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New McDonald's CEO Chris Kempczinski's First Order of Business Should Be to Fix Their Watery Coffee

DES PLAINES, IL - OCTOBER 24:  In this photo illustration, a McChicken sandwich sits with typical Dollar Menu items sold at a  McDonald's restaurant on October 24, 2013 in Des Plaines, Illinois. McDonald's has announced it will make changes to its low-priced Dollar Menu, which includes items like coffee, small fries, hamburgers and apple pies. The new menu, dubbed the Dollar Menu and More, will offer some higher priced options such as the grilled Onion Cheddar Burger and a McChicken sandwich.  (Photo Illustration by Scott Olson/Getty Images)
Scott Olson/Getty Images

Chris Kempczinski is the new CEO of McDonald's after his predecessor Steve Easterbrook was ousted for having a consensual relationship with an employee. As a major fan of the establishment I have some unsolicited advice for the new man in charge: His first order of business should be to revamp their unsatisfying watery coffee.

The fact of the matter is that McDonald's coffee does not stand up in comparison to Starbucks, Dunkin Donuts, 7-Eleven, or really virtually anywhere for that matter. It's a shame because McDonald's breakfast is otherwise so robust that if their coffee was even tolerable I'd hardly ever stop anywhere else.

On my daily commute dropping my daughter off with her grandparents, I pass one McDonald's, two Dunkin Donuts, and two 7-Eleven's. The Sausage McMuffin at McDonald's for $1 is unsurpassable in terms of value, taste, and how filling it is. It's perfect (except for when they put the American cheese slice on the bottom of the sandwich instead of the top and mess up the whole texture; what are they doing??).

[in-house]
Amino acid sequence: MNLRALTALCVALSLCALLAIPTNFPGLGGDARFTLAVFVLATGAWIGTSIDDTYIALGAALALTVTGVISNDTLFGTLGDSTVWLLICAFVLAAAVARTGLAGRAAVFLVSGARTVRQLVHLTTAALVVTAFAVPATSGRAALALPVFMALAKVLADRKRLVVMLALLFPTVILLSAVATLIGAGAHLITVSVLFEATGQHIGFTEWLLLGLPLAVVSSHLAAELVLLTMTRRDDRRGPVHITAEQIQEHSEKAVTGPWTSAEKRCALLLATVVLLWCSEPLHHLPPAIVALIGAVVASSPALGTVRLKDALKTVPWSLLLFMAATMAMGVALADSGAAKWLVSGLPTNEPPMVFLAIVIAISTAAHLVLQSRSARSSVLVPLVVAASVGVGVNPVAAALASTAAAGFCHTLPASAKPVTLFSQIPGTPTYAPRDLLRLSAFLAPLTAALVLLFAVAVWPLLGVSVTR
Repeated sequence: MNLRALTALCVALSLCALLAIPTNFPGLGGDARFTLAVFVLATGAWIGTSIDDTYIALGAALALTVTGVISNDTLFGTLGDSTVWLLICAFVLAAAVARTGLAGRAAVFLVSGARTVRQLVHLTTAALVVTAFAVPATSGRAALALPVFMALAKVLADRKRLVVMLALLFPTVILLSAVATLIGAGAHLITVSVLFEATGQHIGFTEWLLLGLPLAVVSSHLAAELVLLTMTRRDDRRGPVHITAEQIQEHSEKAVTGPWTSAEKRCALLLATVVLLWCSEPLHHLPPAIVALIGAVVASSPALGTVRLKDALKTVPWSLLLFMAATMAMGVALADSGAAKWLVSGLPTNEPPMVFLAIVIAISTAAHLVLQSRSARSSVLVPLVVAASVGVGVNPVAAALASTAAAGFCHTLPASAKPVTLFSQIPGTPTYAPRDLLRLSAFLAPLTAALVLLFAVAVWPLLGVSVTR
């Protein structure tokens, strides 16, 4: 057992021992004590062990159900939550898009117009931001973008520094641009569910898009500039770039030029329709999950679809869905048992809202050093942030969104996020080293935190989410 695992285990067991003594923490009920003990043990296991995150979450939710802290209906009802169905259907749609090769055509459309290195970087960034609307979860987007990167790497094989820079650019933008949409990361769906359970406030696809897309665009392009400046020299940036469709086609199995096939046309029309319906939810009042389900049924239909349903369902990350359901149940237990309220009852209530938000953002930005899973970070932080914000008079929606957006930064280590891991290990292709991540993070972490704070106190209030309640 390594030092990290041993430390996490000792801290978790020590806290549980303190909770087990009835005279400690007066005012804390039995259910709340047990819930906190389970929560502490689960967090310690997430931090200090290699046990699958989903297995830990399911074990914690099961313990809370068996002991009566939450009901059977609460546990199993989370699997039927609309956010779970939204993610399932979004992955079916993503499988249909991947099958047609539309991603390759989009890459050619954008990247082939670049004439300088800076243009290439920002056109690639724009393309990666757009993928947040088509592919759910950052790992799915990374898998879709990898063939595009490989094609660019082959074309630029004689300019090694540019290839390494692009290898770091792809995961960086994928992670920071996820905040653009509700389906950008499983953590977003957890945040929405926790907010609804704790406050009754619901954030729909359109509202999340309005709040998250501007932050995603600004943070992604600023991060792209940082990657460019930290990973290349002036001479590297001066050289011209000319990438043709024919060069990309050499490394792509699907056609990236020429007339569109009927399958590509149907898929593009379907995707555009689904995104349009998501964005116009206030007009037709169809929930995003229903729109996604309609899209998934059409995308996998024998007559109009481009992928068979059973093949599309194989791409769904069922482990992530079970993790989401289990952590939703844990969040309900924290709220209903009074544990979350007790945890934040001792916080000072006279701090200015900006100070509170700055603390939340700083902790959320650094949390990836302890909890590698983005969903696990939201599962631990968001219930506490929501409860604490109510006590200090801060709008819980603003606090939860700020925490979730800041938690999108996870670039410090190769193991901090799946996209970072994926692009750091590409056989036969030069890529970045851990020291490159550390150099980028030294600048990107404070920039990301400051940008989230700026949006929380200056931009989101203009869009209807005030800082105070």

Dunkin Donuts has the breakfast wraps which are mediocre and not filling, and then sandwiches that are quite good but also expensive and too filling. A coffee and a breakfast sandwich at DDs is going to run you over $7, which is double the price of what I pay when I stop at McDonald's.

Meanwhile, the two 7-Eleven's inexplicably don't have breakfast sandwiches in their heat lamp windows. They make the insane calculation that people would rather buy warm-ish cheeseburgers at 8 in the morning. I get that they'll heat up the cold breakfast sandwiches, but once you bring the microwave into the equation you're adding time I'm not trying to spare, and it also invariably comes out soggy.

So there's no perfect solution for me here, but if Chris Kempczinski wants to make friends and influence people in his new position he would be wise to mandate that McDonald's coffee is stronger or perhaps add a dark roast option so the consumer can choose water or diesel. Charge 50 cents or a buck more for dark roast for all I care. It would still be better value than Dunkin Donuts and better taste than 7-Eleven.